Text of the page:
Unless you are writing for college admissions, a great personal essay has very few restrictions. It is a way to get your thoughts about an incident or idea on paper, and it can be therapeutic and enjoyable. Here are some guidelines that will help you get started and keep you on track.
Pick one distinct incident to write about. If it is linked to one or two others, you can include these, but don't wander in thought or direction.
Include dialogue and scene descriptions in your essay. Though describing a person is effective, you can often tell more about someone's character by their words. Most people think essays have to be exposition only--and that would be boring. You have leeway to entertain the reader as you write.
Be clear and concise in your writing. You can let your personality come across, but if you are a wanderer in thought by nature, try to keep it to a minimum in your story telling.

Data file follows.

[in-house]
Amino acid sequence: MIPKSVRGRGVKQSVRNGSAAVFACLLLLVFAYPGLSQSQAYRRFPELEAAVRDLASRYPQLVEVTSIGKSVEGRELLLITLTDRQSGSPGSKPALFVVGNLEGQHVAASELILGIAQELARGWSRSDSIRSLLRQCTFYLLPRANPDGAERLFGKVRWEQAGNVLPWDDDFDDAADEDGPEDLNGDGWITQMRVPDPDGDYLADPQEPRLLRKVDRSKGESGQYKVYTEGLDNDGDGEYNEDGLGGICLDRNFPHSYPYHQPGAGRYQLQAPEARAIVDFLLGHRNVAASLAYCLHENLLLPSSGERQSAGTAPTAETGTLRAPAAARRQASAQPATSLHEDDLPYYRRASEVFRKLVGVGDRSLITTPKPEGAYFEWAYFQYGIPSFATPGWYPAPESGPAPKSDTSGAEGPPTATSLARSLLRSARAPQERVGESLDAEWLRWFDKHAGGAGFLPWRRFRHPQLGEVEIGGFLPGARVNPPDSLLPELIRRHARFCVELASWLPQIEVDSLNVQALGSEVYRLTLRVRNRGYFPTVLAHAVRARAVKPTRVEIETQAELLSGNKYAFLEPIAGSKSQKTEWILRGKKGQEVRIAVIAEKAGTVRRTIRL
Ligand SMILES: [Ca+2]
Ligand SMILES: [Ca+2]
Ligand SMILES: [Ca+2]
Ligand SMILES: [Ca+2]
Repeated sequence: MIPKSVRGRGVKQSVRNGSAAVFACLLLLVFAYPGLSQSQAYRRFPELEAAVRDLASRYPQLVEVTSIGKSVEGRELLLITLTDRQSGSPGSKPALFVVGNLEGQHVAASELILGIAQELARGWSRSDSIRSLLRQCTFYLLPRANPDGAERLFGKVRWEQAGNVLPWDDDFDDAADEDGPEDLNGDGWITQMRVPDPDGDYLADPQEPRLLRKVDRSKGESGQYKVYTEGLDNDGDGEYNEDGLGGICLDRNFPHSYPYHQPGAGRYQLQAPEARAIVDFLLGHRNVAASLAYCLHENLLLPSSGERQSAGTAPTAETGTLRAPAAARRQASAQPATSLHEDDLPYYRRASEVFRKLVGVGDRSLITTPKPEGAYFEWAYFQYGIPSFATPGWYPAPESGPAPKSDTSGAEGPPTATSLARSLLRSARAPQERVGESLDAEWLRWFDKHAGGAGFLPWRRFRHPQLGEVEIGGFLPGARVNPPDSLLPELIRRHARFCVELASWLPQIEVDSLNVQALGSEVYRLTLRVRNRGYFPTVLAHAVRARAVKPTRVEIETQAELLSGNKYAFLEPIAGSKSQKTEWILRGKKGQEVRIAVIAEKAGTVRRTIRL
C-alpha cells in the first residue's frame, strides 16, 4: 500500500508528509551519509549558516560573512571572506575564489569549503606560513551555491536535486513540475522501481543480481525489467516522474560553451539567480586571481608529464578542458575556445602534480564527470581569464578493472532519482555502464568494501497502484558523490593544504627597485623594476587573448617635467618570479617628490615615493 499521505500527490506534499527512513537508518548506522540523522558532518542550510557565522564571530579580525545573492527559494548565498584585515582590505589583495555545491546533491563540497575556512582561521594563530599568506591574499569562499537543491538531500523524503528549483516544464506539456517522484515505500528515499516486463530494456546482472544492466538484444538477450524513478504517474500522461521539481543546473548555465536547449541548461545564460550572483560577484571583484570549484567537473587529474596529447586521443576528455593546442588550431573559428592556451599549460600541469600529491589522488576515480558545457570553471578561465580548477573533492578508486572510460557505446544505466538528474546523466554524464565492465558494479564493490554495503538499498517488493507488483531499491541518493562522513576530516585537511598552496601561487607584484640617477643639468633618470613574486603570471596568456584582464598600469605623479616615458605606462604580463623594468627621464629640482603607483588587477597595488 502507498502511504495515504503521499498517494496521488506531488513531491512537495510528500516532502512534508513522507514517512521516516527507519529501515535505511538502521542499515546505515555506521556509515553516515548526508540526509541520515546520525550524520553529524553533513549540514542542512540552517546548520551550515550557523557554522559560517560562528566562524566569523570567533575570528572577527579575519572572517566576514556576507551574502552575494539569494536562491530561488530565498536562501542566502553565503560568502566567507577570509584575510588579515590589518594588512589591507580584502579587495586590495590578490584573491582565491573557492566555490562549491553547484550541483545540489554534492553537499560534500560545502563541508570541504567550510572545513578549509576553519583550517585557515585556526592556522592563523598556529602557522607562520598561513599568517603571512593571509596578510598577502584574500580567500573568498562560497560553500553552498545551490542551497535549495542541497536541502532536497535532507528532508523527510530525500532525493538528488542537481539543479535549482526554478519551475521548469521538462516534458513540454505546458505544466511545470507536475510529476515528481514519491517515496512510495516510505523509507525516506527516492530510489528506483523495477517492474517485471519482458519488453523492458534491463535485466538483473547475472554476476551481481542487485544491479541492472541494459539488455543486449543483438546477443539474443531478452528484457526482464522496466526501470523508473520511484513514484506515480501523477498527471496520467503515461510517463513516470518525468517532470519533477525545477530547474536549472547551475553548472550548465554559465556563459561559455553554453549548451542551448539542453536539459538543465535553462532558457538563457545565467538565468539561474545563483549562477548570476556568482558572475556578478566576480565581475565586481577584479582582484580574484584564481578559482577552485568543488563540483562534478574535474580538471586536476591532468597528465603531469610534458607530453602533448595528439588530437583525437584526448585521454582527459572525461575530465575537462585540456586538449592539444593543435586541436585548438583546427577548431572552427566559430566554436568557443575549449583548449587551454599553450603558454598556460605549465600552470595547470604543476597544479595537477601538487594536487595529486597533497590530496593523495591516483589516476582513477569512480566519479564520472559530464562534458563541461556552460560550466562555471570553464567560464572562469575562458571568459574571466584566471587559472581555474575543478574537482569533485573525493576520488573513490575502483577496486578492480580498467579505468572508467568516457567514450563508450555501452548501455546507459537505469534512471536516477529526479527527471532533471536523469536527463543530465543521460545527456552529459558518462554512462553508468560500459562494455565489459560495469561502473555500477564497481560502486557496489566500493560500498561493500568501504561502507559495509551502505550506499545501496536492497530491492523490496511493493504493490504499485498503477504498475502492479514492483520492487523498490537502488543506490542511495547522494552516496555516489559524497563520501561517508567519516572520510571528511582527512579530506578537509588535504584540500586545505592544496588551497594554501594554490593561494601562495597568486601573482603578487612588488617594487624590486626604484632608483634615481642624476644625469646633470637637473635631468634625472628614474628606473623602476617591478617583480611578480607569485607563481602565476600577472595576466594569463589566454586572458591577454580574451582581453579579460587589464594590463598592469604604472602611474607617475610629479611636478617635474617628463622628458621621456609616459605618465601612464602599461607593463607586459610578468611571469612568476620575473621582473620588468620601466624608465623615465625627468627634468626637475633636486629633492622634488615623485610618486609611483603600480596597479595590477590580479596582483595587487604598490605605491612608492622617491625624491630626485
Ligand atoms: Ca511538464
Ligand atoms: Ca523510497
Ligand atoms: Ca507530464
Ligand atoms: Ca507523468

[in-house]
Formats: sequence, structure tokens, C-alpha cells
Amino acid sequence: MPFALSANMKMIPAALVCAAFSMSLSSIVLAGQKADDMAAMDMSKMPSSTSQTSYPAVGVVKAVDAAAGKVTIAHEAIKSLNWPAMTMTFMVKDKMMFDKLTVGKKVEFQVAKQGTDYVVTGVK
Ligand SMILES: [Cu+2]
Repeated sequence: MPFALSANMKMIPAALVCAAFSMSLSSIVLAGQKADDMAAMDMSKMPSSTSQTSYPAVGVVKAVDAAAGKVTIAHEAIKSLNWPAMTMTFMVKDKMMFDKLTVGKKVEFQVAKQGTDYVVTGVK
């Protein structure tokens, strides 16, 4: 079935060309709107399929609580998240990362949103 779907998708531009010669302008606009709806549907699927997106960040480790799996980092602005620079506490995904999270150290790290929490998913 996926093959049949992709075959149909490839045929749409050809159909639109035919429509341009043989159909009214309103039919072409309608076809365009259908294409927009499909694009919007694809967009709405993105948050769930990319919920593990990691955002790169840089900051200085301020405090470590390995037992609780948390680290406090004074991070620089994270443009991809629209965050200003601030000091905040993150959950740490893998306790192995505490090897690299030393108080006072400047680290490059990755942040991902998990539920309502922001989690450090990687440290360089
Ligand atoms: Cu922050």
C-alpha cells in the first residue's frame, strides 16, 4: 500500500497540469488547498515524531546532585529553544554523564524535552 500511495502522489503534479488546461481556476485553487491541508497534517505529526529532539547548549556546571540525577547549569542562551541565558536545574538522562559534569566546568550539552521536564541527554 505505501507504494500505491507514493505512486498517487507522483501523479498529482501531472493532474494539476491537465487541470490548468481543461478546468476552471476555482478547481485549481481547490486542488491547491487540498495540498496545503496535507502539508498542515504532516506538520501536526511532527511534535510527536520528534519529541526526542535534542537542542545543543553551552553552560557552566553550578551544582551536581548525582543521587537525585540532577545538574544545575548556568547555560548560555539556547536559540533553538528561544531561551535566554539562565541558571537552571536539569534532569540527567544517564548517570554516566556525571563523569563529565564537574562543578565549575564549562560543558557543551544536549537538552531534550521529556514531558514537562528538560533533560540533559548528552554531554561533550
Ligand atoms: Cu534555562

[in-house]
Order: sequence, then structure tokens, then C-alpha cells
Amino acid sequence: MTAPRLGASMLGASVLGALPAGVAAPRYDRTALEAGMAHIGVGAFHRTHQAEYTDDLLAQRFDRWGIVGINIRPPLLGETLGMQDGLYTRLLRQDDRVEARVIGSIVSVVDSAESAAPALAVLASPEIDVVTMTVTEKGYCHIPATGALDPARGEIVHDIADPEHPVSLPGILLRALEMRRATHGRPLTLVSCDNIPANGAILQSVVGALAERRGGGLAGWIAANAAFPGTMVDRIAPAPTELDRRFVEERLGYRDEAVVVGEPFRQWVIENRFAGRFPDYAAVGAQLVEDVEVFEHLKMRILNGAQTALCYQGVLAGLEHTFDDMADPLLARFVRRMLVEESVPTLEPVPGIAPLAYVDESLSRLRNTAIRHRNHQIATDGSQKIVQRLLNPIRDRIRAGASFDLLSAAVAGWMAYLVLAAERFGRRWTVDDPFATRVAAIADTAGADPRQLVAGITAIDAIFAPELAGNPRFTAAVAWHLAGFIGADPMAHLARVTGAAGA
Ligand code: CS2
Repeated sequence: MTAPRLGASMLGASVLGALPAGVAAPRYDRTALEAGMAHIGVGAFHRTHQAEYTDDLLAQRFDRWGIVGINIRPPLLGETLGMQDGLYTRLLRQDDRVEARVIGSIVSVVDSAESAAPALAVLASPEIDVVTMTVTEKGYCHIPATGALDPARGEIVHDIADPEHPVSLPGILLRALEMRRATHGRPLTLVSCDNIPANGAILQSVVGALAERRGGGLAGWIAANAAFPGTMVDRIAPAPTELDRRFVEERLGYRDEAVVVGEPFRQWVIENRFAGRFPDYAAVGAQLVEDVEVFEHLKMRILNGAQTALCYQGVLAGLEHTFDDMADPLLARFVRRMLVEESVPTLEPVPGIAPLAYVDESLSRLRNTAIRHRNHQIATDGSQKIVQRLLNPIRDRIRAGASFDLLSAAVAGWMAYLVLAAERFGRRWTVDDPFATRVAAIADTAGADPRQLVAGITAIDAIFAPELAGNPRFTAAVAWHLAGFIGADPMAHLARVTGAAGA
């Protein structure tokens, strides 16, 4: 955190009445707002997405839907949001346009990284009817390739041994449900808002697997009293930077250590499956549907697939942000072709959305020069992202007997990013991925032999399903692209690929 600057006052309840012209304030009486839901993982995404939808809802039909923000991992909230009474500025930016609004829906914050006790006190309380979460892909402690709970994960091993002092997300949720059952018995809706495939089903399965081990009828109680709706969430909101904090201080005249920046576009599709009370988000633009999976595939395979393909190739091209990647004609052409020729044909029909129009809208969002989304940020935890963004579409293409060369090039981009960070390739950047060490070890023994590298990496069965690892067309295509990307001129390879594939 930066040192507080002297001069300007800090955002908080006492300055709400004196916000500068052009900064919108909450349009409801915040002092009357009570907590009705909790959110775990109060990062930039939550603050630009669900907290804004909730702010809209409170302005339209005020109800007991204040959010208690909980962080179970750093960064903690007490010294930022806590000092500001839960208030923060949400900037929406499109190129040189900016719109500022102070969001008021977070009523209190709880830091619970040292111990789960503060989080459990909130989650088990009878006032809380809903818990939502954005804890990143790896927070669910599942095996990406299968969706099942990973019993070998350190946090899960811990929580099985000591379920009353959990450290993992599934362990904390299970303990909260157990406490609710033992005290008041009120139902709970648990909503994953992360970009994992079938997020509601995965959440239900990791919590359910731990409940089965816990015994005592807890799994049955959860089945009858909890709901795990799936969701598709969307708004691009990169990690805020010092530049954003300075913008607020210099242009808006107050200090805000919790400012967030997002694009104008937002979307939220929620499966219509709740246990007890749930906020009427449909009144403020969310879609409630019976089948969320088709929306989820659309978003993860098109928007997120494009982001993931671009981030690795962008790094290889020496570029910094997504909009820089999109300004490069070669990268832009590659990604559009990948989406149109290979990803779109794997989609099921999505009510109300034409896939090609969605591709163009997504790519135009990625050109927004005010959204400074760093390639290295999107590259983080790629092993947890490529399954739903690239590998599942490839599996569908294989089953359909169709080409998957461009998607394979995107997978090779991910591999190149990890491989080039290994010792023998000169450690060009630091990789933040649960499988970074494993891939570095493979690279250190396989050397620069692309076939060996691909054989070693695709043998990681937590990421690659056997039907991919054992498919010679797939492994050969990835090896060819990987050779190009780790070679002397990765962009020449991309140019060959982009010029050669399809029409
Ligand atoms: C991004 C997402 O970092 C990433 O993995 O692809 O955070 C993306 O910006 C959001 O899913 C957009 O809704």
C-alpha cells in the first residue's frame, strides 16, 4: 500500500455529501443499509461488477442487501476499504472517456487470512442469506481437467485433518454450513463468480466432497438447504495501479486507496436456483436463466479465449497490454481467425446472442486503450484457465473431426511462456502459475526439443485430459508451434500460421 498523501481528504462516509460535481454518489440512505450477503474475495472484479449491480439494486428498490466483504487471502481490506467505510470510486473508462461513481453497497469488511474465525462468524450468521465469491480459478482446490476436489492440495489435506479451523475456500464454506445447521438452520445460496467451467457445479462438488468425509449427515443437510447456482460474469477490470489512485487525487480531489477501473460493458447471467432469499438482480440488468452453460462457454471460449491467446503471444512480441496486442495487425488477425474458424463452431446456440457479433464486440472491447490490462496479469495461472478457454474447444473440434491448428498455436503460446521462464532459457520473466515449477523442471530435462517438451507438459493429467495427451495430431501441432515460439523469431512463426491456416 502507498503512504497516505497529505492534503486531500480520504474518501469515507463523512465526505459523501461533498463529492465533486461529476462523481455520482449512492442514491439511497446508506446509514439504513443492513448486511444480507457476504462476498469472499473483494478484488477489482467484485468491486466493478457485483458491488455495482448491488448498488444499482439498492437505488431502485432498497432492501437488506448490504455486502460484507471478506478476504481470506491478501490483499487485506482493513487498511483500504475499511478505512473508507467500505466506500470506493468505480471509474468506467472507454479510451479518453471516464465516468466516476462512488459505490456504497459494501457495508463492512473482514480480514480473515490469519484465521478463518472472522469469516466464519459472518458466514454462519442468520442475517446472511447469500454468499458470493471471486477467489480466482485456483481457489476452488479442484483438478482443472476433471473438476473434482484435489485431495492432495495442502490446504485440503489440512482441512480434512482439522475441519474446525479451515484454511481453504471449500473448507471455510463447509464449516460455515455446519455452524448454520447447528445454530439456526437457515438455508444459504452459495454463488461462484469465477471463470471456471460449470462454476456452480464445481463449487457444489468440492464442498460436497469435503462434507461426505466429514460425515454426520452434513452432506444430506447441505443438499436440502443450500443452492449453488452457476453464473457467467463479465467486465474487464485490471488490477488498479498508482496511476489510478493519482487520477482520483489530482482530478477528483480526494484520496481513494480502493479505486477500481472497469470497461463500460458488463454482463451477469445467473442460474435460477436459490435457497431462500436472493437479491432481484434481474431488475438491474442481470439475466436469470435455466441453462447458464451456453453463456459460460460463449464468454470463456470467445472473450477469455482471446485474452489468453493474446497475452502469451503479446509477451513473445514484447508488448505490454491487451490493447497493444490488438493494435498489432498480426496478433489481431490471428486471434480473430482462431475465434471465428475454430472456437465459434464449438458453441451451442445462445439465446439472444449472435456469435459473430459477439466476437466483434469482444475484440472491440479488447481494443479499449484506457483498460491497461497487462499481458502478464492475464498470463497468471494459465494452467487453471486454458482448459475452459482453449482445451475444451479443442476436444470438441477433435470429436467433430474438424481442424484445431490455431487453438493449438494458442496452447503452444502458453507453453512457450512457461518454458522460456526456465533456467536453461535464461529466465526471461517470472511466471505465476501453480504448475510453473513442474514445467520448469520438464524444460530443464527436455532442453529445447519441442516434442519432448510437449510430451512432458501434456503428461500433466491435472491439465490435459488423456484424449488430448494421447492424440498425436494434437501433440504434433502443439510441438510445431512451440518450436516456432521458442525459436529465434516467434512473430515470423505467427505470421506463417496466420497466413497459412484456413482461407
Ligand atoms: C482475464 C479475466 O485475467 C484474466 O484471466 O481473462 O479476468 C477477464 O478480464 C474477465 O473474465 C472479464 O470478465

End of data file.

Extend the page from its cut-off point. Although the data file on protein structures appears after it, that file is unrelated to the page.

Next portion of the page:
Tell the truth in your personal essay. Give the complete story, even if you aren't the hero/heroine. Always write the good, the bad AND the ugly. A reader will be endeared to you for being honest.
Proofread and edit the story after a few days. Once you have written the essay, walk away from it. This will give you distance and a better perspective to come back and revise the piece.
Have fun with your personal essay. If you are funny, be funny. If not, maybe you shouldn't try. If you're serious, be serious on paper. Don't try to change your personality to write about yourself. Your voice is your voice; write the story as you would speak the story.
Begin your personal essay with an intriguing or entertaining part of the story. Personal essays can be written out of chronological order. You can begin with the end, the middle or the beginning of your story. The goal is to draw the reader in with the most compelling part first.